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Re: VERY firghtening news (fwd)

---------- Forwarded message ----------
Date: Fri, 2 Jul 1999 15:18:00 -0500
From: Sean Donelan <SEAN@SDG.DRA.COM>
Reply-To: list@inet-access.net
To: list@inet-access.net
Subject: Re: VERY firghtening news

>Ummm... NSI runs one root server. One. There are twelve others out there.

NSI operates more than one root server (A and J), and they also operate
all the GTLD servers (F, J and K).  In other words, NSI operates 5 out of
the 12 .COM name servers (almost half).

Since it was a .COM domain, root-servers A, B, C, D, E, F, G, H, I,
GTLD-servers F, J, K; and networksolutions.com add NS.NETSOL.COM,
NS2.NETSOL.COM, and NS2.INTERNIC.NET; are the starting points.

f.gtld-servers.net and ns2.netsol.com are currently not responding
to name server queries.  I do not know the reason.  Significantly
absent from the list is L.root-servers.net at ISI/ICANN, L does not
serve the .COM domain, only the ".".

NSI is using slippery words to spread FUD.  If you read carefully NSI
did not say the FBI is investigating ICANN, rather a ISP located in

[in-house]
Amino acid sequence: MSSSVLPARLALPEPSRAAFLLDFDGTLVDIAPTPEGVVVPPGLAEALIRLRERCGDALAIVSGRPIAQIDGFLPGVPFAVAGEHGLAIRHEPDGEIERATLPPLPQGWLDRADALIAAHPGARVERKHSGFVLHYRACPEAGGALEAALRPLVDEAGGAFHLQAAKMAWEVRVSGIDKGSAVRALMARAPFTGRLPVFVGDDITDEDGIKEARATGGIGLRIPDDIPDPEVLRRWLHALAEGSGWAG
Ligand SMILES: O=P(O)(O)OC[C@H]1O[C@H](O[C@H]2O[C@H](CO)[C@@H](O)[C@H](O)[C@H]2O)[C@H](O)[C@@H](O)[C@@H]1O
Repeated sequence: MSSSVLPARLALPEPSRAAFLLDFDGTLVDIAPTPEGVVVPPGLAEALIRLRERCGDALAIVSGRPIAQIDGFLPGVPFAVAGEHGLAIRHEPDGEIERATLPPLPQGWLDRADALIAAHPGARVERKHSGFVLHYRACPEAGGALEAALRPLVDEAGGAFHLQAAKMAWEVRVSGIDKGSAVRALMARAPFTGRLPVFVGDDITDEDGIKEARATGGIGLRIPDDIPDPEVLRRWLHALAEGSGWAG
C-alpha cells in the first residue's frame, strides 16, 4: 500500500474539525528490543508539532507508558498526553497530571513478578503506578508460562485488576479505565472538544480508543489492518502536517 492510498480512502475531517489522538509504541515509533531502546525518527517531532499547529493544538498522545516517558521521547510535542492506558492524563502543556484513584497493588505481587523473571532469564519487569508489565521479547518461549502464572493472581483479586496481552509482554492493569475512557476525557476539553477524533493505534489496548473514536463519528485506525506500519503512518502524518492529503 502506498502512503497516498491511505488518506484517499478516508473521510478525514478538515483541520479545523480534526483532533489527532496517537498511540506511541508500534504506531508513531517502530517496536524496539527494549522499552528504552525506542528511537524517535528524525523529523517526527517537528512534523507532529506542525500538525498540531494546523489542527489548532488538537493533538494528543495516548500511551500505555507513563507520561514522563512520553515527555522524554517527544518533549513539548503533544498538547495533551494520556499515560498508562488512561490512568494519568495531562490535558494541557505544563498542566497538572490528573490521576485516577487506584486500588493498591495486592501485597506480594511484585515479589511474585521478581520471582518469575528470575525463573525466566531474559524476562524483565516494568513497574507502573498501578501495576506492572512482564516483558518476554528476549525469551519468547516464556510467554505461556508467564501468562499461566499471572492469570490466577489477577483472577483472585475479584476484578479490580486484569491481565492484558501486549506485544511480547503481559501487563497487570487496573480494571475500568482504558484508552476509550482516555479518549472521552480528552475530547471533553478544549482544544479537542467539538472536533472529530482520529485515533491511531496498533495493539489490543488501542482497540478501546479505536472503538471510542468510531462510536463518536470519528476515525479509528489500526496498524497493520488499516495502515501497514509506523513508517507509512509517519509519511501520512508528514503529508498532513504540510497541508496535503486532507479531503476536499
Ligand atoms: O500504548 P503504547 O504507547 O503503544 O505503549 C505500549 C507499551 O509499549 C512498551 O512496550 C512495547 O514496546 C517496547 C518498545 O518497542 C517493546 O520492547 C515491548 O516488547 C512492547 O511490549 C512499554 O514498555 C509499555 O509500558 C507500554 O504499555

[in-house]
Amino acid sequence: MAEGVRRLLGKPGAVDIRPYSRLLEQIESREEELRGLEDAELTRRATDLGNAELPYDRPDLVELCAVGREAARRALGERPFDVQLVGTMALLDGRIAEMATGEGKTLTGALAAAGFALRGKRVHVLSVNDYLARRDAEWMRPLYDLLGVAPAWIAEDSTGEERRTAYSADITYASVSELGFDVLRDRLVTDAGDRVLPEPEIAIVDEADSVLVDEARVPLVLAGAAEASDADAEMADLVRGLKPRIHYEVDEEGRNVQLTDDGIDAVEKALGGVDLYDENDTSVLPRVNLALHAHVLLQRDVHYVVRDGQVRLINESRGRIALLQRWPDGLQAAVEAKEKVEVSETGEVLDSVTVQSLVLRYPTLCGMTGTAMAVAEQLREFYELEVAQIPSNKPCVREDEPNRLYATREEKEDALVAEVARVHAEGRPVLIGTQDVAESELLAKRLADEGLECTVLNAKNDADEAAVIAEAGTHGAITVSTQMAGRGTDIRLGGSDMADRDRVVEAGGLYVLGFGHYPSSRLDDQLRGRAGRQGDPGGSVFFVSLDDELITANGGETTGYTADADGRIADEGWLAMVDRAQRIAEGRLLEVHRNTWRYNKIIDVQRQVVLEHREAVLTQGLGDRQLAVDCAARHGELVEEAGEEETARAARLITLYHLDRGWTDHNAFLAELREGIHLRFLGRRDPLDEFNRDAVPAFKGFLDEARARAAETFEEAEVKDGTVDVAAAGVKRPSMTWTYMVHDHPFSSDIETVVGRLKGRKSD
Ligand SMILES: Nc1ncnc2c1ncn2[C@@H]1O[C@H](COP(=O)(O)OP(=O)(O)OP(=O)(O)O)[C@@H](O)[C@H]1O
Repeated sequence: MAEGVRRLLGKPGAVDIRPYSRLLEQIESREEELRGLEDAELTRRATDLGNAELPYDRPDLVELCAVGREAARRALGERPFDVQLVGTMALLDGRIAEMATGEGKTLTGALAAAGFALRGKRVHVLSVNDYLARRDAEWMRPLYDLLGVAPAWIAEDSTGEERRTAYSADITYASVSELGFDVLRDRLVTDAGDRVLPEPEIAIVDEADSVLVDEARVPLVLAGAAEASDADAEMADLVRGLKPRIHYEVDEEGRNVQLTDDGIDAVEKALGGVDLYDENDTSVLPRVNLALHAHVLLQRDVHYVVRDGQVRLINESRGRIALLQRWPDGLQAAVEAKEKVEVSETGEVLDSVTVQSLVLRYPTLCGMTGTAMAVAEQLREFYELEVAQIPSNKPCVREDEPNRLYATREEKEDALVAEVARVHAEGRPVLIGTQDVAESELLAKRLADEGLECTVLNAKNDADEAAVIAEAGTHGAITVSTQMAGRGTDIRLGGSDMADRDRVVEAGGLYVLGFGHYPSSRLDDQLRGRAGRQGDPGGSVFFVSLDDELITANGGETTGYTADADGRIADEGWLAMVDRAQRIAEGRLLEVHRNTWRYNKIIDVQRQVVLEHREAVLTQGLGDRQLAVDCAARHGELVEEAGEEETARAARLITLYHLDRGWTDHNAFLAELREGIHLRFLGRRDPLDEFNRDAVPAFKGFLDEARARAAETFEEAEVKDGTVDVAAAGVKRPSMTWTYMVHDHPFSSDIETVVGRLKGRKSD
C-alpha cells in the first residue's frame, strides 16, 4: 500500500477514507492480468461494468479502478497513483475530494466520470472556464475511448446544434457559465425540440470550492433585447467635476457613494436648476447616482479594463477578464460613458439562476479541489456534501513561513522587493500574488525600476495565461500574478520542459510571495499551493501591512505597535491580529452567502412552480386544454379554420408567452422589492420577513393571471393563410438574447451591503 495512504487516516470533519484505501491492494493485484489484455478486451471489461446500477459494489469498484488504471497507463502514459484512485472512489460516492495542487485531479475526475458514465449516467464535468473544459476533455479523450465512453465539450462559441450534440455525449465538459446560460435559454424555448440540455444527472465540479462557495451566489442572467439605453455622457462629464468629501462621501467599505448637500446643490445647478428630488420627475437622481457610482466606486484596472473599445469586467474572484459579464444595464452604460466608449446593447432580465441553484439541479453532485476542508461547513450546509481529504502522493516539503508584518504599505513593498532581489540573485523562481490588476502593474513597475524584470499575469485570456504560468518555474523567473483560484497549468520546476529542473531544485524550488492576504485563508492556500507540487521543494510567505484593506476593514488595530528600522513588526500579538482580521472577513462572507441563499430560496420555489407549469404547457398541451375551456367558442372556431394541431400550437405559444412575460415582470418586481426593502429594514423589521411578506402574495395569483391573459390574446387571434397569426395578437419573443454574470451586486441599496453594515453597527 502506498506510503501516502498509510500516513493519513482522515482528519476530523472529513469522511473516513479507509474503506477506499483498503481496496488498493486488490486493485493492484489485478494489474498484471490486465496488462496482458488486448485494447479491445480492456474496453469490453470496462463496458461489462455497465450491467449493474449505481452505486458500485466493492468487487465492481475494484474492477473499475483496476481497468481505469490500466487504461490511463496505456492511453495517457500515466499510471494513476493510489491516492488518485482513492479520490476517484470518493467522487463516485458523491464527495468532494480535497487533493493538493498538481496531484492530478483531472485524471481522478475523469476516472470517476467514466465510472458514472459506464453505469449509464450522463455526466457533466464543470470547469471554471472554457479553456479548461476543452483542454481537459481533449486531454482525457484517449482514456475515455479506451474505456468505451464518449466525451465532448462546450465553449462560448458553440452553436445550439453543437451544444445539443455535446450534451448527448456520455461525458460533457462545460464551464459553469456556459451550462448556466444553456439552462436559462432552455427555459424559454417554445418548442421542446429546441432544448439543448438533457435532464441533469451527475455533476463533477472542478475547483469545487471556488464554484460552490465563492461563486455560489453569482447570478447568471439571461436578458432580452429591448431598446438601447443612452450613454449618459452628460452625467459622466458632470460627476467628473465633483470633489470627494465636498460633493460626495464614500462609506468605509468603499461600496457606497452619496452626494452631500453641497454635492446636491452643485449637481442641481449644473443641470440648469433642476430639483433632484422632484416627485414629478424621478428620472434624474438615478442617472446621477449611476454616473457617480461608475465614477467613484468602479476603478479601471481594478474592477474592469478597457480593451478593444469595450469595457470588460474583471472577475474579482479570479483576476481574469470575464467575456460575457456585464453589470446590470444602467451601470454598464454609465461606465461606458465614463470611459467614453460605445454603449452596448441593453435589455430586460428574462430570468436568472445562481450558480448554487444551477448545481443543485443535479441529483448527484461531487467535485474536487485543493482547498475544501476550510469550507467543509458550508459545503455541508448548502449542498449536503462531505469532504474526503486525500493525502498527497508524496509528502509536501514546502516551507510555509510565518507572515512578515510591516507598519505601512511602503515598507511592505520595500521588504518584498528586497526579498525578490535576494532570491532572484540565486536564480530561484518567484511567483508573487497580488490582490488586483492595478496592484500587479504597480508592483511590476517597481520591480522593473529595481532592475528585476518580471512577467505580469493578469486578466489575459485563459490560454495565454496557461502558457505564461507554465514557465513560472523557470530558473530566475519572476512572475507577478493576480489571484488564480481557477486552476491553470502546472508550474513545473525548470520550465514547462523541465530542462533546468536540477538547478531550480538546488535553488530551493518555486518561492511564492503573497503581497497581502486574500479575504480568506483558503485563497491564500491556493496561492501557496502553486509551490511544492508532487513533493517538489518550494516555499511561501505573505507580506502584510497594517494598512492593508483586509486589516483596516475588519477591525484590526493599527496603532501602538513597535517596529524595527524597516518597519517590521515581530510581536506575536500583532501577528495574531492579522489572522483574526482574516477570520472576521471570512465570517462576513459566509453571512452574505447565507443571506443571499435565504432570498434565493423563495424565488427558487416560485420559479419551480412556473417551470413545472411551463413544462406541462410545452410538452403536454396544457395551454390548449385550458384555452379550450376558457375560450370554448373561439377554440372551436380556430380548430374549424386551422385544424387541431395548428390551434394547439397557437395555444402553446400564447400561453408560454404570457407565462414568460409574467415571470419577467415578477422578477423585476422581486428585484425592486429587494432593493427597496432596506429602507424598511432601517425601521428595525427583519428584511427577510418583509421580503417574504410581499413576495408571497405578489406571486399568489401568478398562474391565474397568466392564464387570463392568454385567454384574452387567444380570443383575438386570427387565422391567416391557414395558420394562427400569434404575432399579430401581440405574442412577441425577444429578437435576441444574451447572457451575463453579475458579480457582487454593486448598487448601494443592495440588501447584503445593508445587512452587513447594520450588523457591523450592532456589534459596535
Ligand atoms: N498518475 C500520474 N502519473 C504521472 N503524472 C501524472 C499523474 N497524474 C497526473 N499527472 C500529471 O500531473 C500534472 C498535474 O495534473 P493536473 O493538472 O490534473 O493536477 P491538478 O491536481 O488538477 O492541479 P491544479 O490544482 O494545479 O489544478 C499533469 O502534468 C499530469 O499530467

the same Marina Del Ray building as ICANN.  Its an office building,
and there are lots of network providers in it.  Since ISI happens to host
part of MAE-LA, that's a bit like saying the FBI is investigating the
building where MCI/Worldcom is located if an ISP at MAE-East was used. 

And don't forget, it could still be operator error.  Or NSI may have made
a security mistake configuring f.gtld-servers.net, which allowed someone
to get in.  Or as someone pointed out, it could be an insider.  As was
seen in the Pairgain case, an employee can do these things even without
the knowledge of the management.
Sean Donelan, Data Research Associates, Inc, St. Louis, MO
  Affiliation given for identification not representation
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